abstract painting in blue and magenta.When Roger Herman was an art student, his teacher Gerd van Dulmen offered him a backhanded compliment: “You have absolutely no imagination, which makes you a good painter. It makes you struggle more.” A native of Saar- brucken, Germany, Herman studied law before attending art school in the early ’70s in Karlsruhe, where Georg Baselitz and Markus Lupertz were teaching. “It was a milieu of this kind of intense painting,” he recalls, a reaction against the conceptual art being produced in Dusseldorf. Herman moved to Los Angeles in 1977, and by 1986 he was making monumental paintings of mountains, nudes, and buildings, as well as wood-block prints. Around that time, he was offered a position in the art department of UCLA, where he continues to teach and explore a broad range of styles. “It is about painting, not about subject matter. I don’t have a narrative,” Herman says of his work. “The subject is always painting, which is why there is a repetition always— like Morandi. I’m trying to go somewhere I’m not comfortable.” The lecture will be in UT-108 at 5:00pm.

CSULB Animation department launches YouTube channel

Posted on April 1, 2015 by School of Art

The CSULB Animation department has launched their own channel on YouTube! Their first posting is a reel of student work from 2014, highlighting the extensive and creative output from many of our student’s films. Assistant Professor Beomsik Shim says that a selection of full length student films will be posted in the future.  Congratulations to the Animation Department and their students for showcasing their efforts and sharing it with the world!


CSULB Campus Sculptures and the Getty Conservation Institute in LA Times

Posted on April 1, 2015 by School of Art

Why the Getty is giving Cal State Long Beach’s 1960s sculpture park a fresh look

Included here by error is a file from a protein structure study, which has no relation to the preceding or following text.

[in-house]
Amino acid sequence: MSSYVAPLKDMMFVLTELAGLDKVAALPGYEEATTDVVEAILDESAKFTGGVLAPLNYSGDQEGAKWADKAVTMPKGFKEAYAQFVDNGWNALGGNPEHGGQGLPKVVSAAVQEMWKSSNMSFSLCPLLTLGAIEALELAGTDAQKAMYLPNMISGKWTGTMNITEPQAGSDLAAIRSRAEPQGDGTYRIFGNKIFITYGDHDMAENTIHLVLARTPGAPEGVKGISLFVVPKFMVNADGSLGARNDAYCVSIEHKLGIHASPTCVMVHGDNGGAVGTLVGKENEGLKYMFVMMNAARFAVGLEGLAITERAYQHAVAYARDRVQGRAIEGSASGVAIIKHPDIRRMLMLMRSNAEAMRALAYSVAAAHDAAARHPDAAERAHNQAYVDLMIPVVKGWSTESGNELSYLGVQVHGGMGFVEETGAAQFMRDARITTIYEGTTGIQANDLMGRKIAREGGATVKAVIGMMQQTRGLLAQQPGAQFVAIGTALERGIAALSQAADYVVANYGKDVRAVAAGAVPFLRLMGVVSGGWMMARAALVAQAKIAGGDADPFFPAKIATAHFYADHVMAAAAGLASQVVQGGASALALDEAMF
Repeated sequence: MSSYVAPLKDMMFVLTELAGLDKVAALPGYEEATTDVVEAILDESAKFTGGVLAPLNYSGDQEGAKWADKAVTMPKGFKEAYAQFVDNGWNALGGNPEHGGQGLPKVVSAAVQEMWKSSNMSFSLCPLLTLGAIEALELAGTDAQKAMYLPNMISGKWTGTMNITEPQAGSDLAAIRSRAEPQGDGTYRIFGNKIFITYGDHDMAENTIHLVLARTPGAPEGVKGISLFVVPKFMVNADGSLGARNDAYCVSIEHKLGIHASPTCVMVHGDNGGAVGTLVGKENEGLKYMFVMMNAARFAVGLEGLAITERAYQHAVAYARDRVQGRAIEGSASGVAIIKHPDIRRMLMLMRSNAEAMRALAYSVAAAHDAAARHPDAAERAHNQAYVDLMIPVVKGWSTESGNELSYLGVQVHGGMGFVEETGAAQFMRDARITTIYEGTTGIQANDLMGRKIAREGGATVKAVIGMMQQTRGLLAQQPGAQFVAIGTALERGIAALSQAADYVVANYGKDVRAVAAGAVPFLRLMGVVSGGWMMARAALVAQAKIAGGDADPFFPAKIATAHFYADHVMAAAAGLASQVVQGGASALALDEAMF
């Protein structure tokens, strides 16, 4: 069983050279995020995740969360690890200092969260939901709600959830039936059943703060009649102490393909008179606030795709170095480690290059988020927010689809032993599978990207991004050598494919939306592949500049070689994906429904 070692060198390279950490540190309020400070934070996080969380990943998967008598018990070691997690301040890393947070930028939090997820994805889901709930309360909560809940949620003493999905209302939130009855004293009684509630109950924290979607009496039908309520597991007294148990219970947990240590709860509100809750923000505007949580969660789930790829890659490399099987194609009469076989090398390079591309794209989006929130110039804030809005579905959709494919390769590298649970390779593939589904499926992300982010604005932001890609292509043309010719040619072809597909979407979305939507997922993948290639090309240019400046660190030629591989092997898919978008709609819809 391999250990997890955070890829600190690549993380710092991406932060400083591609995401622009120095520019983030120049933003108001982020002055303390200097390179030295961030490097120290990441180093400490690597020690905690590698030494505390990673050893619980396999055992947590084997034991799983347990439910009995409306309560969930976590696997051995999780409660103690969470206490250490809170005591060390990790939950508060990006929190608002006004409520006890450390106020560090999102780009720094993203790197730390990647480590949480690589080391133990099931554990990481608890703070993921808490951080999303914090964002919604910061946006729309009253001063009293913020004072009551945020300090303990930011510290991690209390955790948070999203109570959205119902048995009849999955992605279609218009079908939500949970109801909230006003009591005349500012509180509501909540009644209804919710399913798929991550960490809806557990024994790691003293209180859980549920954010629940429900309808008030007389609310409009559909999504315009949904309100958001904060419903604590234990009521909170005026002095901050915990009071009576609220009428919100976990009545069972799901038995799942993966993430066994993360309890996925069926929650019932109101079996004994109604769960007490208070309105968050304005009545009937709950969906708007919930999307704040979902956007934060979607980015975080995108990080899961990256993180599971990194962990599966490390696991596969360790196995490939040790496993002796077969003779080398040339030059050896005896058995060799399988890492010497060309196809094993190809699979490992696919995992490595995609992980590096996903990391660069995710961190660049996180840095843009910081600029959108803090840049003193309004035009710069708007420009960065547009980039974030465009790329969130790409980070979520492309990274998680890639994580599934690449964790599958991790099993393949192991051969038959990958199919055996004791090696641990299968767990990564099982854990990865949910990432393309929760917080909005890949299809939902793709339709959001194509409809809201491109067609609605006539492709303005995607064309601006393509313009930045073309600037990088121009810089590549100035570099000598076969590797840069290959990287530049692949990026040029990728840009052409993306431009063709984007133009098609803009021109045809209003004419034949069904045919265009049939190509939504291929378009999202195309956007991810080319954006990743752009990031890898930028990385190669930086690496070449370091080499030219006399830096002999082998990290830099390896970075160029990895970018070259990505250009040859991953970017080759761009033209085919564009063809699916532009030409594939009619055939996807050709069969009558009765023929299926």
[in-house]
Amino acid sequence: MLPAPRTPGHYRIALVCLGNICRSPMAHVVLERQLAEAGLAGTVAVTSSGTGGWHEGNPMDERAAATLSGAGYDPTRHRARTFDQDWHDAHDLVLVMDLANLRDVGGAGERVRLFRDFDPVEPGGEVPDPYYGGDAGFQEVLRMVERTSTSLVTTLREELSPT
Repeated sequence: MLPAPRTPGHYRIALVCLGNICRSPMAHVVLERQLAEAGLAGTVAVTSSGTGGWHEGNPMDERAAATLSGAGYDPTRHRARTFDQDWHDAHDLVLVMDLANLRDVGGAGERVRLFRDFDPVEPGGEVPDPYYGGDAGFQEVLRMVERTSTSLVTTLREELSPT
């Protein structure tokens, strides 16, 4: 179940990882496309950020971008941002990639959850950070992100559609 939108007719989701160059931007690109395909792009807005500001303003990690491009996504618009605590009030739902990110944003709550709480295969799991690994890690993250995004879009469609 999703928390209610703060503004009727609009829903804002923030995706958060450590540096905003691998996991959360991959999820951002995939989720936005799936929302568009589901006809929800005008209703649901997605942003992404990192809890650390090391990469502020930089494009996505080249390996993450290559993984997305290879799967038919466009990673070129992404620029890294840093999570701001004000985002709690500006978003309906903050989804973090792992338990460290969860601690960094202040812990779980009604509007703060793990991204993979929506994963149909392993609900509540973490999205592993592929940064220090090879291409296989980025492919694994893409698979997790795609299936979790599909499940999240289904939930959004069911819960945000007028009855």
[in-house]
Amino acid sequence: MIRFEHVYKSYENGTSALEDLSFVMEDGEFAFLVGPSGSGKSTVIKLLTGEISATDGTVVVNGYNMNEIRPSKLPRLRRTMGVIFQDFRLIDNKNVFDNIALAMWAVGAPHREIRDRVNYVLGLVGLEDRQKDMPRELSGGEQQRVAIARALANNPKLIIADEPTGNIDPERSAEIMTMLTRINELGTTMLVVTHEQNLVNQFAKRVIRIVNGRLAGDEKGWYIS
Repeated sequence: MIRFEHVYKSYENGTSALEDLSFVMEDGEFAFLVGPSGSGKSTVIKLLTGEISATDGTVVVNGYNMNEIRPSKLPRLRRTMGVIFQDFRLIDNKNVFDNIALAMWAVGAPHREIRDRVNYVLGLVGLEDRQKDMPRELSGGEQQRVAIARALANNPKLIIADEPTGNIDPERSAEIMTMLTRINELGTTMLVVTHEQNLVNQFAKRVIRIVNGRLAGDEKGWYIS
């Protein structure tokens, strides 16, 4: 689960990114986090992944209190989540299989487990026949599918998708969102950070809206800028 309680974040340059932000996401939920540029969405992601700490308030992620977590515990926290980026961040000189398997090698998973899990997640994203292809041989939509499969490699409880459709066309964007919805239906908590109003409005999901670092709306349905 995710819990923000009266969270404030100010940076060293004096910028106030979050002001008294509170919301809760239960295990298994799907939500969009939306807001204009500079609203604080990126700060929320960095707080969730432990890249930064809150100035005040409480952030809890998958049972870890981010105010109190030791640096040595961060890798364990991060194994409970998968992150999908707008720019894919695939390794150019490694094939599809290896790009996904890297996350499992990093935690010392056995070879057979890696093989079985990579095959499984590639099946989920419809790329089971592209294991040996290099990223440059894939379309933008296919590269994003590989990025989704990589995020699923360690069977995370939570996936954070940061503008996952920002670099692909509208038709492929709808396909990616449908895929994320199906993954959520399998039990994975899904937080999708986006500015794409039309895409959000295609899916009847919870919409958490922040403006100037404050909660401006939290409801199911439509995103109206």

by Carolina A. Miranda

In 1965, a university professor at Cal State Long Beach teamed up with an Israeli artist to organize a symposium that paired artists with industry (such as the local Bethlehem Steel works) to create a series of monumental pieces that would reside on the university’s campus. Nine artists participated, producing massive abstract pieces made from concrete, earth and steel — works that dot the campus to this day.

But half a century is a long time, and some of the pieces are starting to show their age with peeling paint, structural issues and problems with moisture (from the sea air and lawn watering). To mark the 50th anniversary of the sculpture symposium, the University Art Museum has teamed up with the Getty Conservation Institute to survey and help conserve the collection.

“For us, it provides an opportunity to have practical case studies that exemplify the challenges of working with outdoor sculptures,” said Rachel Rivenc, a scientist at the institute. “These are quite different to objects than you find in a museum: There’s the scale and the fact that they’re outdoors and prone to damage from sun and rain and the ocean, which is very close.”

The partnership also resurrects an interesting slice of Southern California art history — one that sits at the intersection of art, technology and global politics.

The California International Sculpture Symposium was co-organized by Cal State Long Beach sculpture professor Kenneth Glenn and Israeli artist Kosso Eloul (best known for producing the eternal-flame sculpture at the Yad Vashem memorial in Israel). It was part of an international series of symposiums launched in Europe in 1959, and was the first held in the U.S.

“It was this response to the war and to the politics of the era,” said Brian Trimble, the University Art Museum’s interim director. “It was artists wanting to show that we as human beings could work together and be civil and not engage in destructive wars.”


Eve Mansdorf – April 8, 2015

Posted on April 1, 2015 by School of Art

painting of a backyard scene in summer“I work primarily on large figure paintings that are somewhat autobiographical and metaphoric in content and still life paintings that are done from observation. I see the figure paintings and the still lifes as interrelated- the same objects will make appearances in different paintings and contribute to the conversation between the paintings. I am interested in arrangement, context and paint itself as a conveyor of sensate experience. I feel that, as a painter, these are the things I to manipulate,” says artist Eve Mansdorf.

“The large figure paintings are conceived from imagination but are based in real life experience and location. The paintings are primarily domestic interiors, usually of couples or single figures. I am interested the nude figure as subject matter and strive to find a pretext for using it other than in the strictly perceptual mode of the model in a studio. Usually the paintings focus on male/female relationships as I see this as a way of exploring identity and sexuality.” Ms. Mansdorf got her MFA from Brooklyn College and shows at Galerie Henoch in New York.